Arguably that might be the case, but culturally it’s another, another master entirely. And I think that a number of shifts that were beginning from around about 2007, which is roughly speaking, when you started to have all the, all the mobile brands and mobile light, you know, The Facebooks and the Instagrams and the Airbnbs, for example.
And you had a very particular book published that year called the four hour work week. Did you ever read that fantastic book? Did you ever increase your look? Oh, it’s the most marvelous book. I mean, it basically says it’s the four hour work week, not the four hour work day. And it says it was on the bestseller list for seven years.
That’s how much of a nerve it touch and it effectively argued. That emotionally and philosophically and intellectually and logically, there was a case to do your work anywhere, but in a presentee way, and to keep your bosses happy. And that touch a design Geist, which I think a pandemic is going to re re-ignite.
That’s all I’m saying. And it brings back in that whole kind of big purpose piece, which is why we all working anywhere and what do we want with our lives? And there’s capitalism. Everything is cracked up to be blah, blah, blah. That’s what I’m really interested in is those big questions. I’m not denying at all that of course, city centers will reopen with the, with the latte stalls and the dry cleaners and the.
Restaurants and the bars and the, all that sort of stuff, because that’s, that’s, that’s society, society will resume, but I do think these big questions have been unleashed in us. We hadn’t had a pandemic in this kind of connected industrialized, modern society for a hundred years. At this scale,
Matt: it would have been a very, very different experience.
If the pandemic had hit say 20 years ago, as well before the connected nature of how we work now, it would have been a completely different. Completely different experience two decades
Julia: back. Although I know an architect, a guy called David Katz in New York pointed out that, of course, a lot of modern building design from netball busier onwards was in fact informed by the, the, the aesthetic of the last pandemic of the Spanish flu, which I hadn’t even realized.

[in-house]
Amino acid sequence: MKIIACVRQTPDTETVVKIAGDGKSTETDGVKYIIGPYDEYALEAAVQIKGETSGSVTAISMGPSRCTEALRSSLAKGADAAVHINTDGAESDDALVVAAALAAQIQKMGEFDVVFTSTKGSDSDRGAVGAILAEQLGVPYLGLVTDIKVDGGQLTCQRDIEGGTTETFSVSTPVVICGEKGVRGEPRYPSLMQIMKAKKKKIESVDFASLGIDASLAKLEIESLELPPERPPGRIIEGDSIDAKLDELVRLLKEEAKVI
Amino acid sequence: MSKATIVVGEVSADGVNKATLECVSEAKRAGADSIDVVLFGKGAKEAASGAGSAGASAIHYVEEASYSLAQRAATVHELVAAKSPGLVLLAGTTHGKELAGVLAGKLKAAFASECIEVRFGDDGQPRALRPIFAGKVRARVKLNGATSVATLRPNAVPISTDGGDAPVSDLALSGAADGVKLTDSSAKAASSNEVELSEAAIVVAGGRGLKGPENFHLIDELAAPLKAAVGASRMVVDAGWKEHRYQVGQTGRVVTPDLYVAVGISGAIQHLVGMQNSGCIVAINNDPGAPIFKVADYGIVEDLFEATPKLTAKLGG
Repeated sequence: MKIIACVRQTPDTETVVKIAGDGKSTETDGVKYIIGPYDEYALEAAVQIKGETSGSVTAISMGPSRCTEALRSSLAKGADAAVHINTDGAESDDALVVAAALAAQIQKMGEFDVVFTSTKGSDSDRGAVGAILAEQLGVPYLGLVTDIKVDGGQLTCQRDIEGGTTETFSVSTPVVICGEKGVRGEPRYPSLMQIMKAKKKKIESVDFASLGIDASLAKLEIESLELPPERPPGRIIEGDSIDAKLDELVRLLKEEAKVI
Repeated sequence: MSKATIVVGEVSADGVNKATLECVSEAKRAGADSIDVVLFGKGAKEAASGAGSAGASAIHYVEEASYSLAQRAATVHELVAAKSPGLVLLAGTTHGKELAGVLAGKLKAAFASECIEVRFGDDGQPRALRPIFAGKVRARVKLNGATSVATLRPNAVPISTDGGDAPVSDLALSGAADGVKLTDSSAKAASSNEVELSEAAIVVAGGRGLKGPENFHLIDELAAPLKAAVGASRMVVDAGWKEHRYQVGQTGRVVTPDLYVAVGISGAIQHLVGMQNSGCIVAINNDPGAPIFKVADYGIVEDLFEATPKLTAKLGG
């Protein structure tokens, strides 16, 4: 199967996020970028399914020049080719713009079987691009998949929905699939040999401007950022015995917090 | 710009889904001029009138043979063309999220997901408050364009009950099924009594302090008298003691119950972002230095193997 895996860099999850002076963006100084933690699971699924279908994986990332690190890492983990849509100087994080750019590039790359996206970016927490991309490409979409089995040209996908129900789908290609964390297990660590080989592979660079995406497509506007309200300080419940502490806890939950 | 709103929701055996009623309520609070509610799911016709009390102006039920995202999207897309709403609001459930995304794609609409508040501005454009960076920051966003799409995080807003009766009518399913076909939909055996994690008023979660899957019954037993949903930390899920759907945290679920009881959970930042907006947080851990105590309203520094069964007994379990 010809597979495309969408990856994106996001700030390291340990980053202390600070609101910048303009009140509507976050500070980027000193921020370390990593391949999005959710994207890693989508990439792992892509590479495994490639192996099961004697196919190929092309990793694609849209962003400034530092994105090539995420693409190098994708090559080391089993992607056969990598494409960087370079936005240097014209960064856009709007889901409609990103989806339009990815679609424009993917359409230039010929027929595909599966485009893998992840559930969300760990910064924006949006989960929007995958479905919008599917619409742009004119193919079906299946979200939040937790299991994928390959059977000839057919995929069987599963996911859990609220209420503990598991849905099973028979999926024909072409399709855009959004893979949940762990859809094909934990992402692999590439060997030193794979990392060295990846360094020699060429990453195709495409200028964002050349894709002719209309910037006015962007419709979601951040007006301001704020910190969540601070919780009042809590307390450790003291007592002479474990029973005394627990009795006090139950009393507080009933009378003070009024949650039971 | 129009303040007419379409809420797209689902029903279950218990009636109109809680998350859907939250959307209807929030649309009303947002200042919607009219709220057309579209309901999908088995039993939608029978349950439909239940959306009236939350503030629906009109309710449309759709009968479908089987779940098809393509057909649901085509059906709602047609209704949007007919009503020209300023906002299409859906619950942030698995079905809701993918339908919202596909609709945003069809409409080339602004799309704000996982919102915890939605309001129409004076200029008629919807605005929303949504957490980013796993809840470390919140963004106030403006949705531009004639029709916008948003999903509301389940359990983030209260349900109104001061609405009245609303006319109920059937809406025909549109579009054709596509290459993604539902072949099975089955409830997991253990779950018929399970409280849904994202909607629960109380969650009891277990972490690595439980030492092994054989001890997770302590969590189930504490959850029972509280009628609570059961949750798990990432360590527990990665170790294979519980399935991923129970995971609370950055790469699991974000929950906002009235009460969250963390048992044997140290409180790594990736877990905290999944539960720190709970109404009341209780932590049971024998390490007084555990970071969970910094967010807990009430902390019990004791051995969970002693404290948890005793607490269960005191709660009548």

So, so these shifts in the way, the world functions. Around our safety and our mobility and our meaning, you know, we’re experiencing mass death, mass threat of death. That is making us question meaning isn’t it?
Chris: Absolutely. Yeah. I mean, you got to think that there are going to be people who. A few years ago would think to themselves, well, the chances are they’re going to look to 70 plus and there’s going to be a retirement and all of that kind of thing.
And I’d even had my pension and all of that. But maybe one of the things that this does to everybody is to take that question and shake it about a bit and say, you know, is life too short? You know, are we. How are we wasting our lives when we’re young and if this kind of thing is going to happen again.
And you know, it’s a valid question, isn’t
Julia: it? Yeah. Especially when you marry it with, with, with the whole climate discussion and that sensibility and the fact that what you’ve now got again, as a consequence of the pandemic and as a consequence of the seriousness of the situation is that. The purpose of agenda and the ESG environmental sustainable and governance agenda is curiously and alignment for the first time, arguably in a hundred years between the bosses and the worker, which is everybody wants the same thing for the first time survival.
And that’s really interesting. So they might be coming at it from different. Physicians, you know, how do you retain and attract talent and have social cohesion in an office that isn’t really an office anymore? How do you do, you know, drinks and secret center and that if everybody’s on shift, but at the same time, if what you’ve got is the boardroom in embracing purpose principles, which are really different too.
You know, stakeholder capitalism, then that could also create all sorts of change. So just in one case alone, I’m really interested in what’s going to happen around the use of time and the spending of time. I, I think when you asked me at the beginning, how my week was, I used to be a very much champion of switch off at six o’clock on a.
Friday, for example, and demarcation and practice what I used to call a technician bat and no technology for 24 hours and a sort of screen wide. And I don’t know if I think I would advocate that anymore, partly because we’ve become so embedded with the tech, but also because. More and more, we want to choose our own patterns and our own presenteeism around our work is a form of freedom and choice.
And so if I could both wave a magic wand and maybe even future a little bit, I would say that I also think we’re going to see not just an uncoupling from that place of work, but also. The fixity of saying you’re paid for this number of hours and you’re paid to show that you’ve worked those hours rather than have you given meaning to this organization.
What does success look like? What have you contributed? Have you brought your networks into this organization? Have you been a good team member? Have you, you know, time I think could become much, much less relevant or differently counted.